Definición de mutiny en inglés:

mutiny

Silabificación: mu·ti·ny
Pronunciación: /ˈmyo͞otnē
 
/

sustantivo (plural mutinies)

An open rebellion against the proper authorities, especially by soldiers or sailors against their officers: a mutiny by those manning the weapons could trigger a global war mutiny at sea
Más ejemplos en oraciones
  • The Philippine government on Tuesday set up a commission to investigate a mutiny by junior military officers and enlisted personnel over the weekend.
  • Gulliver's own sailors declare a mutiny on his power and tie him up, conspiring against him, making him their prisoner.
  • The mutiny of the sailors at Kronstadt near Petrograd in March 1921 triggered a change in general policy.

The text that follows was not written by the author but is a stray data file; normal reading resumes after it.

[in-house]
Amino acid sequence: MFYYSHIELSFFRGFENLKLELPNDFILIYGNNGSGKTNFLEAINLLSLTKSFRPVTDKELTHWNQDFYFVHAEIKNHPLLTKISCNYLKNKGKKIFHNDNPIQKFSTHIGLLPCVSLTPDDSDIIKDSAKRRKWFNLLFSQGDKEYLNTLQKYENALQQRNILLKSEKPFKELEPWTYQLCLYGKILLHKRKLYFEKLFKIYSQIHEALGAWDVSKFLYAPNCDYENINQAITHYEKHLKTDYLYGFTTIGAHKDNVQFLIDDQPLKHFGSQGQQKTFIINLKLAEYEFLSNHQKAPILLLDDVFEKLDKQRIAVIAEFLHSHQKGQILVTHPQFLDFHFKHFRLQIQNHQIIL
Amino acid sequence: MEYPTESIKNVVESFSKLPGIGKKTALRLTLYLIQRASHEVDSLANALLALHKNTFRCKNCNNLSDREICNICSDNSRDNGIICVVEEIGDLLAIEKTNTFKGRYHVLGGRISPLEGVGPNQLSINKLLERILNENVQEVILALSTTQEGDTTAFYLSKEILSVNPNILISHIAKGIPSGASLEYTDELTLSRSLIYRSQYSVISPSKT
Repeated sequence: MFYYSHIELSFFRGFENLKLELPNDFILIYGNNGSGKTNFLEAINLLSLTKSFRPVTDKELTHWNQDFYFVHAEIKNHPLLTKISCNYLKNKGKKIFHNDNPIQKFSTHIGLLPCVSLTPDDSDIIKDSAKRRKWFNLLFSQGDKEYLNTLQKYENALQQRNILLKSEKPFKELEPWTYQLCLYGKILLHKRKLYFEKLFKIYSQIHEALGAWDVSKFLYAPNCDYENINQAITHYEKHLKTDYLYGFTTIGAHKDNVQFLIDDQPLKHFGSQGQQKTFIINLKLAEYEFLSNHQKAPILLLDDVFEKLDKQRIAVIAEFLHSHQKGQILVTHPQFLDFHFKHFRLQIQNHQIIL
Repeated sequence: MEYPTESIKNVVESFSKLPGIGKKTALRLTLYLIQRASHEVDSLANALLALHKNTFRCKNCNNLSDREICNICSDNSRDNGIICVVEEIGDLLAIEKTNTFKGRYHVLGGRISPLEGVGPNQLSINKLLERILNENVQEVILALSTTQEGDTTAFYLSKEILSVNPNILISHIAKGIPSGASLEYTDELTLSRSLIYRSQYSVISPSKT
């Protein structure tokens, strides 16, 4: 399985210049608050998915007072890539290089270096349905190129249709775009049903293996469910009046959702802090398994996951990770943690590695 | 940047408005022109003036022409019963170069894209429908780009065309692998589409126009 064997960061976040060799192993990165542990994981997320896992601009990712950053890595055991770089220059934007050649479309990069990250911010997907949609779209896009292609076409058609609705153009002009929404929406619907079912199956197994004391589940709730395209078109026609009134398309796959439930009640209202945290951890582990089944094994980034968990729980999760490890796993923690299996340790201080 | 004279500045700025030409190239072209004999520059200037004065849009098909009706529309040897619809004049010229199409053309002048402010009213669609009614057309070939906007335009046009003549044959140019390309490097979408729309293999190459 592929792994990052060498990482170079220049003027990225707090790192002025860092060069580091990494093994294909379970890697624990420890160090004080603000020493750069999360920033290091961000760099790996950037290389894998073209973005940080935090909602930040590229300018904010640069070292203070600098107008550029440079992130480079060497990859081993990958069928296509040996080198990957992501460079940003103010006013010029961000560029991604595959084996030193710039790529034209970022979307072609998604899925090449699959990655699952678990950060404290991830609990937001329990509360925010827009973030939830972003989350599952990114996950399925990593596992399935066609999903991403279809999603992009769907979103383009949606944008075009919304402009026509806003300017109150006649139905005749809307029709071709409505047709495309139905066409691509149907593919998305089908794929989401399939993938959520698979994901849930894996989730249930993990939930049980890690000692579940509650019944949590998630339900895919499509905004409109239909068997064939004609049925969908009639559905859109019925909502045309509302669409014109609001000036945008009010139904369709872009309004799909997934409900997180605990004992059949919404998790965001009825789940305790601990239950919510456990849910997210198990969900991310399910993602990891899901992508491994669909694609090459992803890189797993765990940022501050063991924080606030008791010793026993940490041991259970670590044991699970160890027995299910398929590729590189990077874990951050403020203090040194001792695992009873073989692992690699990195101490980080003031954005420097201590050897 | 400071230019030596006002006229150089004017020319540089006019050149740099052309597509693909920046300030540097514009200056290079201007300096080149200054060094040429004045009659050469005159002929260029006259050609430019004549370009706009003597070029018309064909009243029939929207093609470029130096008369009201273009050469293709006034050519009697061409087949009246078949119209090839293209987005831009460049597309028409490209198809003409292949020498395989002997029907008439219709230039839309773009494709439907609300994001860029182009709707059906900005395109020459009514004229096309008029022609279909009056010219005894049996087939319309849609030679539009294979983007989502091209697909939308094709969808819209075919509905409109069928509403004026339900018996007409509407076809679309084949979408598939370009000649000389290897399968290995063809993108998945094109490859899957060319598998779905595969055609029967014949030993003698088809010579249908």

Sinónimos

verbo (mutinies, mutinying, mutinied)

[no object] Volver al principio  
Refuse to obey the orders of a person in authority.
Más ejemplos en oraciones
  • Meanwhile, units of the army mutinied, civil war broke out, cities and villages rose in revolt and Afghanistan began to slip away from Moscow's control and influence.
  • En route to their operational area, they mutinied and the battalions were deemed combat ineffective.
  • The rear echelons of the army mutinied and seized the crossings over the Rhine.
Sinónimos
rise up, rebel, revolt, riot, disobey/defy authority, be insubordinate

Origen

mid 16th century: from obsolete mutine 'rebellion', from French mutin 'mutineer', based on Latin movere 'to move'.

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